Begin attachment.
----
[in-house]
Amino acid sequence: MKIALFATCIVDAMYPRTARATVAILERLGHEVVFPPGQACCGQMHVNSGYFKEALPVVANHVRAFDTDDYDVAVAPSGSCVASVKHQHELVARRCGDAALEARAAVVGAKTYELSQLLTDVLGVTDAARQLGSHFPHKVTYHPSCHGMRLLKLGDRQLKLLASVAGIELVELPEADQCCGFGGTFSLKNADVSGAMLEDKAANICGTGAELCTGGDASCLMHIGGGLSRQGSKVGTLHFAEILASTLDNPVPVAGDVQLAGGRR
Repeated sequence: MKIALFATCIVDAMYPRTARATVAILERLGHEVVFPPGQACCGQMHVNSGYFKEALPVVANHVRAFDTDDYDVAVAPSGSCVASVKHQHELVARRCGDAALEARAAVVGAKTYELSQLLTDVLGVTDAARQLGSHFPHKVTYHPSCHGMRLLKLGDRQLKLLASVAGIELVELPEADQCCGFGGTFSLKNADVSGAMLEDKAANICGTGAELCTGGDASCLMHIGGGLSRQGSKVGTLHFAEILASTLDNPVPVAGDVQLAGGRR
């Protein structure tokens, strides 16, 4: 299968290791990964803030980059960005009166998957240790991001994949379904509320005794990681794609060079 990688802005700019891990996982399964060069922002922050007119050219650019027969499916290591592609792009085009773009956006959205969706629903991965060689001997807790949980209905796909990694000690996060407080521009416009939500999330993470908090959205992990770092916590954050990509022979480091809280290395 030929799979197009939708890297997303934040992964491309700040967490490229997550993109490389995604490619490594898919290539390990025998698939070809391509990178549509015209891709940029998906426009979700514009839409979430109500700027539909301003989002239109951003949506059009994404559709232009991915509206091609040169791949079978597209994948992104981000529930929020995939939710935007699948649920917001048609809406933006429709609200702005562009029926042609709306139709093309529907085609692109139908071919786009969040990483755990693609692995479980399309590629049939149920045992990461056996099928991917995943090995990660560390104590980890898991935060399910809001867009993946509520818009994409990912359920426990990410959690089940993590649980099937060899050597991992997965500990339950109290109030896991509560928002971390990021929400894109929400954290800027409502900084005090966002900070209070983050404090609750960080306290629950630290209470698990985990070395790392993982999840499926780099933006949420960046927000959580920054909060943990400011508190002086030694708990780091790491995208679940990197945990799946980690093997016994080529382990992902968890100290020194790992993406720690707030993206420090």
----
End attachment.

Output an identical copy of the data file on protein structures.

[in-house]
Amino acid sequence: MKIALFATCIVDAMYPRTARATVAILERLGHEVVFPPGQACCGQMHVNSGYFKEALPVVANHVRAFDTDDYDVAVAPSGSCVASVKHQHELVARRCGDAALEARAAVVGAKTYELSQLLTDVLGVTDAARQLGSHFPHKVTYHPSCHGMRLLKLGDRQLKLLASVAGIELVELPEADQCCGFGGTFSLKNADVSGAMLEDKAANICGTGAELCTGGDASCLMHIGGGLSRQGSKVGTLHFAEILASTLDNPVPVAGDVQLAGGRR
Repeated sequence: MKIALFATCIVDAMYPRTARATVAILERLGHEVVFPPGQACCGQMHVNSGYFKEALPVVANHVRAFDTDDYDVAVAPSGSCVASVKHQHELVARRCGDAALEARAAVVGAKTYELSQLLTDVLGVTDAARQLGSHFPHKVTYHPSCHGMRLLKLGDRQLKLLASVAGIELVELPEADQCCGFGGTFSLKNADVSGAMLEDKAANICGTGAELCTGGDASCLMHIGGGLSRQGSKVGTLHFAEILASTLDNPVPVAGDVQLAGGRR
């Protein structure tokens, strides 16, 4: 299968290791990964803030980059960005009166998957240790991001994949379904509320005794990681794609060079 990688802005700019891990996982399964060069922002922050007119050219650019027969499916290591592609792009085009773009956006959205969706629903991965060689001997807790949980209905796909990694000690996060407080521009416009939500999330993470908090959205992990770092916590954050990509022979480091809280290395 030929799979197009939708890297997303934040992964491309700040967490490229997550993109490389995604490619490594898919290539390990025998698939070809391509990178549509015209891709940029998906426009979700514009839409979430109500700027539909301003989002239109951003949506059009994404559709232009991915509206091609040169791949079978597209994948992104981000529930929020995939939710935007699948649920917001048609809406933006429709609200702005562009029926042609709306139709093309529907085609692109139908071919786009969040990483755990693609692995479980399309590629049939149920045992990461056996099928991917995943090995990660560390104590980890898991935060399910809001867009993946509520818009994409990912359920426990990410959690089940993590649980099937060899050597991992997965500990339950109290109030896991509560928002971390990021929400894109929400954290800027409502900084005090966002900070209070983050404090609750960080306290629950630290209470698990985990070395790392993982999840499926780099933006949420960046927000959580920054909060943990400011508190002086030694708990780091790491995208679940990197945990799946980690093997016994080529382990992902968890100290020194790992993406720690707030993206420090």